'''Yes, I really want to get there.'
''Luangpor then said, 'Well, if that's the case, then you should die as soon as possible and then you'll reach Nirvana very quickly.'
''The villager was bewildered: 'But I don't want to die yet.'
'''But since you want to go to Nirvana, why don't you want to die quickly? This shows that you have misunderstood,' Luangpor told the villager. 'The Buddha never taught that people go to Nirvana when they have died; he taught people to reach Nirvana while they were still alive.'''
‘‘We have to learn it ourself.
We have to teach ourself.
We have to see ourself. We have to
We have to understand ourself.
We have to do ourself.
So you shouldn’t be interested in others.
Just do the movement practice a lot.
Do it as nothing special.
Do it without hurry, without doubt,
Do it without expectation of result.
Be simple. And just move.
One movement at a time and know.
When you don’t know, let it pass.
When you know, let it pass.
Sometimes you know, sometimes you don’t
know, so it goes, but know.
When the body moves, know it.
When the mind moves, know it.
This practice is a 24-hours-a-day practice.
Set up the mind to really practise,
and practise comfortably.
If you develop sati (mindfulness) correctly,
The longest time for the practice
will not be more than three years,
The median time one year,
And the quickest time one day to
We do not have to talk about
the fruit of this practice.
There is really no dukkha (suffering).’’
On another occasion, he told Dr Vatana that a 700-year-old amulet, much prized by the latter, was ''actually no more ancient than the soil we trod upon before we entered this house''.
For Luangpor Teean, dhamma is transcendental; it is already ''present within us right now''. It has nothing to do with clothing, sex, social status or denomination. The saffron robe is not at all a sign of superiority nor does the Tripitaka have a monopoly on wisdom. His occasional wearing of the dark-brown robes favoured by Zen Buddhist monks, at a time when the Theravada school of Buddhism was considered to be more respectable, could have been his subtle way of urging Thai society to see through the facade to the inner essence of things.
Understandably, his straightforward, breaking-away-from-tradition teachings once caused concern in the Establishment. In several of his dhamma talks Luangpor Teean noted how he had once been accused by the authorities of being a communist. But he never relented in the face of these charges. (They were eventually dropped.) If anything, he was more of a ''spiritual merchant'', trying every possible way to interest people in practising Vipassana (insight) meditation so as to achieve kwarm rue-suek tua (self-awareness). An old TV documentary shows him sitting in the midst of a crowd, doing his trademark rhythmic hand-turning movements along with a congregation of lay people of all ages. It took a long time for this Loei-born monk to learn how to speak and write in Central Thai, the dialect understood by most urban Thais. However, the warmth and serenity of his presence seemed to serve as a message of living dhamma in and of itself, one that helped overcome linguistic and cultural barriers. Here was an individual who appeared to be as approachable as he was enlightened, someone who was always willing to share the fruits of wisdom he had harvested _ even at his own expense.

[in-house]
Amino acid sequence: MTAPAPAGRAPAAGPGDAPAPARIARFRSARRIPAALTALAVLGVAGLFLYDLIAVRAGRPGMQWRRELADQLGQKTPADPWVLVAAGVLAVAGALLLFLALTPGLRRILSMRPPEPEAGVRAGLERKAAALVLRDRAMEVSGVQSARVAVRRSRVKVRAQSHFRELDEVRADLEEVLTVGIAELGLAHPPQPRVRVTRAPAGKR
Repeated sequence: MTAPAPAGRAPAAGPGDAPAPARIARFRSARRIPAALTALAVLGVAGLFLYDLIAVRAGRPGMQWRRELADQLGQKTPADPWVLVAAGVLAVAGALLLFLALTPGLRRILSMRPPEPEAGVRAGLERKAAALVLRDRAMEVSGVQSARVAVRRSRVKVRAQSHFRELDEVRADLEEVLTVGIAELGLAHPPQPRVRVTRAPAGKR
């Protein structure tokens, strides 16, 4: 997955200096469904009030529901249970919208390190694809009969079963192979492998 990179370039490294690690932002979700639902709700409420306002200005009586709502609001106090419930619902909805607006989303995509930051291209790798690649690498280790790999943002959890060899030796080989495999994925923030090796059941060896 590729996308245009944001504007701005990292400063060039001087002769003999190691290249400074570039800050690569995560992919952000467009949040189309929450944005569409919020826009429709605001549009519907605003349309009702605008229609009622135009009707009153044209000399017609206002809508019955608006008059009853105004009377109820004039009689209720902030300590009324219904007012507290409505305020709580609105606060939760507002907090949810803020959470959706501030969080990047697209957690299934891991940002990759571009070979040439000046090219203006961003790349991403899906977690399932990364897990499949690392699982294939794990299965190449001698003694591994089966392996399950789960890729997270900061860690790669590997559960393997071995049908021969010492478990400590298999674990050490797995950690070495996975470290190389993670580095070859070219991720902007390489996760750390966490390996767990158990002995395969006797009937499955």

In a keynote speech he made in tribute to the monk, Dr Prawase Wasi described Luangpor Teean as an ordinary person who had performed a great deed for the whole world.
Although no formal accolades have ever been bestowed on him, in the realm of spirituality he has long been regarded as a master of cultivating mindfulness.
Said Dr Prawase: ''The remarkable thing about Luangpor Teean is that he taught from what he had experienced himself, which basically centred on the notion of 'awareness' _ awareness of one's body, awareness of one's mind. This is a pivotal step of development for humankind.''
In retrospect, though, even that recognition did not come overnight. Taking into account that the prevalent style of meditation (then, as now) is to close one's eyes and strive for a degree of calmness, the technique recommended by Luangpor Teean was therefore a radical breakthrough. Not to put too fine a point on it, he reckoned that conventional samatha bhavana (concentration-oriented meditation) simply did not work. He had already tried that approach himself. He compared it to putting a rock on top of a patch of grass. The meditator will remain calm only as long as the session lasts. But once the rock is removed, the grass will likely grow better than before since the rock has allowed the underlying soil to remain moist.